For anyone who is not familiar with the name, Anton Newcombe is a brilliant musician and founder of 90s band The Brian Jonestown Massacre. Last night I watched the 'rockumentary' Dig! , about seven years of friendship and feuding between BJM and their more commercially successful peers, The Dandy Warhols. Newcombe had many chances to be signed by recording companies, but blew most of them, perhaps on purpose.
This morning I read an Interview with Newcombe in The Guardian by Rhik Samadder which, amongst other points, reiterated his anti signing-with-an-established-record-label policy. I was so glad I read it.
Most writers, whilst penning their first novel, have fantasies about submitting it to a major literary agent and being taken on by a major publishing house. This fantasy becomes reality for one in a million, if not less. Alas, many soon realise that their first novel leaves much room for improvement, and is not the stuff of which bestsellers are made. I started writing long before Kindle; back in the days when I occasionally submitted novels to agents I gained some interest, but it amounted to 'yes, like the way you write, but can you change the content according to what is currently in vogue, so I can sell it to a publisher?'
I've written about this before so won't go on and on about it again ~ the point I wanted to make, in a roundabout way, is that writers should not see self-publishing as a last resort after they've been rejected by mainstream publishers, or an indication that they are 'not good enough'. Yes, self-published stuff on Amazon ranges from the brilliant to the truly dire, but the desire to 'be a published author' leads many to sign with small, or independent publishers, or, worse, with the horrendous rip-off vanity presses.
As far as independent publishers are concerned, some writers find that they end up with all the restrictions of trad (Big 5) pub (losing control of content, timing of publication, price, etc), with none of the advantages (no promotion, no financial advances, no books in high street shops and, on occasion, proofreading and editing that leaves much to be desired).
Self-publishing means you can make your own decisions about every single aspect of your books. You're not bound by what some editor (who may or may not have a good understanding of the market) considers saleable. By the way, when a writer says they self-publish 'by choice', it means they don't submit their books to publishers in the first place. It doesn't mean they've been rejected by lots of publishers but have come to terms with it. It's their chosen way to go, from the off.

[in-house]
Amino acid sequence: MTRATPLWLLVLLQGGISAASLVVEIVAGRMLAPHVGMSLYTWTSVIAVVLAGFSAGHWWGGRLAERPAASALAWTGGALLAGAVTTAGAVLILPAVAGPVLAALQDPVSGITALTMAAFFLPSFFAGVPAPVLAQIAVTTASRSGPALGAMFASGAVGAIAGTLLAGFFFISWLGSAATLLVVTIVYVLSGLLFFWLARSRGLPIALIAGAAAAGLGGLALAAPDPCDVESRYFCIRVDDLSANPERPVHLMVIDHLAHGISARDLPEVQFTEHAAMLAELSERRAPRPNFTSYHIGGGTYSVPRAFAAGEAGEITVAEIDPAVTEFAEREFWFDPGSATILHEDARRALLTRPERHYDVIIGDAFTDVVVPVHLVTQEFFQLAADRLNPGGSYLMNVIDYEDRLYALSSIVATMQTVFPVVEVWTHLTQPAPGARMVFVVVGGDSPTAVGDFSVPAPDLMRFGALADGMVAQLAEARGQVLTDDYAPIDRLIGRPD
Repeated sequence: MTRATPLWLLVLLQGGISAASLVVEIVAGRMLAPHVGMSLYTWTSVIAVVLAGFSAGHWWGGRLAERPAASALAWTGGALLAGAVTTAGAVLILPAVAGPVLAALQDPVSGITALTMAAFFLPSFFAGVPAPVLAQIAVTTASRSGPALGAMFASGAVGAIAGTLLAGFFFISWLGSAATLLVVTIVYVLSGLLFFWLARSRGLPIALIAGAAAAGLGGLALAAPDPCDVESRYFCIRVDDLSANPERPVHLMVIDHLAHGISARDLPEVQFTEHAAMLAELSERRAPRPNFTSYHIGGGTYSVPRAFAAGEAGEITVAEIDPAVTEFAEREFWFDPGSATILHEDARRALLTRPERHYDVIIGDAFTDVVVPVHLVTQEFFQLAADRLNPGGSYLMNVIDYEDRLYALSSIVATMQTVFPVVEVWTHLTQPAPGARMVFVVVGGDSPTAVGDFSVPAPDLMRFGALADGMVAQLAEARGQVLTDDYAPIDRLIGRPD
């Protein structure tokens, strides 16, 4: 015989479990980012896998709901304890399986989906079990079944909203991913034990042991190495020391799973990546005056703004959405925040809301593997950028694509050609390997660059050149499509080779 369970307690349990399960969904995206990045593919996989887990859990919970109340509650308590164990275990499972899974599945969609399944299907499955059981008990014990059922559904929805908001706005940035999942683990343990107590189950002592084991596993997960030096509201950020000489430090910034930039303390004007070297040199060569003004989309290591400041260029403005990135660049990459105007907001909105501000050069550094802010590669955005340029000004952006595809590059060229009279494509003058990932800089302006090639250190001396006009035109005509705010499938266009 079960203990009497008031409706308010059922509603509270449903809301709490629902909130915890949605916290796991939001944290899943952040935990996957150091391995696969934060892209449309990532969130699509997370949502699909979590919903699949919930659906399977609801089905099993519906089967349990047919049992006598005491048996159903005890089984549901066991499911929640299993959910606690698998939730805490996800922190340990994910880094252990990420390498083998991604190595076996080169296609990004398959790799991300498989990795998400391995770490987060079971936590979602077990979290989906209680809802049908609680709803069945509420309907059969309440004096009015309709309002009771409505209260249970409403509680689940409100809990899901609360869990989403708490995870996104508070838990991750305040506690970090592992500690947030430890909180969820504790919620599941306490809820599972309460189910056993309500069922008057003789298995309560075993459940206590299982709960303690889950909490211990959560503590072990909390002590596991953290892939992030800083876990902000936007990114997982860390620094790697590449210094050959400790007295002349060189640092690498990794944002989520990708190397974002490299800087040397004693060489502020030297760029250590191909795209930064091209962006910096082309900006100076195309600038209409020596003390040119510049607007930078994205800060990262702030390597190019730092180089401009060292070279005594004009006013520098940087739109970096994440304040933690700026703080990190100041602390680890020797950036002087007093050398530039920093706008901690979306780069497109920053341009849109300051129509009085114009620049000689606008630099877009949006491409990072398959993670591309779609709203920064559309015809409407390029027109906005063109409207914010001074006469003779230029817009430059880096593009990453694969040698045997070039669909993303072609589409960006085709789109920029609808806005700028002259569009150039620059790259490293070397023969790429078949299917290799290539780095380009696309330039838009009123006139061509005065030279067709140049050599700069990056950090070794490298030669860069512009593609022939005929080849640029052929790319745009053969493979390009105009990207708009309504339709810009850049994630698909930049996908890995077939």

I remember one writer saying that he'd felt so excited by the 'indie' movement in publishing, when Kindle was first introduced, but became disillusioned by the reality: people bunging up any old rubbish on Amazon and thinking they were going to be the next GRR Martin. This has added to the bad name self-publishing has had since the days when vanity publishing was the only option available. The writers' hierarchy lives on: some writers who sign with indie publishers consider themselves superior to the self-published, and indeed make scathing remarks about them, not realising that DIY is an active choice.
But acceptance by a publishing house or a recording company should not be seen as the only affirmation that creative output is worth something; such large companies exist to make money, first and foremost, not to nurture the artist, who is not encouraged to be 'edgy' or explore new ground; money invested has to be a safe bet. As Courtney Taylor-Taylor of The Dandy Warhols said in Dig!, all the record companies give you the spiel about caring about your career, not just your hit records, but if you don't have a hit record you soon find out how much they care about your career. Similarly, with major publishing houses and literary agents: if you don't produce the hot selling goods, you're history.
But what about validation of your talent? Doesn't acceptance by a literary agent/publisher give you that? Not necessarily. I've heard, straight from one horse's mouth, that acceptance by an agent doesn't necessarily mean that you're a terrific writer, just that you've produced a product they can mould into something that will earn them big bucks. If you want validation, wait to see if readers buy more than one of your books. Rejoice in your genuine reviews from book bloggers and the reading public.
I've read fantastic books by self-pub authors that are easily as good as those by well known writers and some published by mainstream houses that are pretty mediocre, but sell because of that, and the money behind them, of course; 'vanilla' is always popular and, indeed, is pushed by the media.
Saleability to the masses (and investment from large corporations) does not necessarily indicate creative brilliance; it's fair to say that creativity and making money do not go hand in hand.
(btw, if you would like to know more about the way the music industry operates and exactly how much money artistes who sign with a major record label DON'T make, I recommend the documentary Artifact, about rock band Thirty Seconds To Mars getting screwed over by EMI. It's most interesting, and I kept seeing similarities between the music and the publishing industry!)
It took me a while to realise that I actually WANT to be self-published. I don't like the idea of anyone else having control over what I produce. If you self-publish because you want to have control over your own output, too, and you understand the importance of good editing and proofreading to produce something worth selling, you should be proud of it. Once you stop worrying about writing synopses and what-the-hell-agents-are-looking-for, or getting yet another rejection letter, your writing life gets a lot easier. And you can spend your time producing novels, instead of query letters.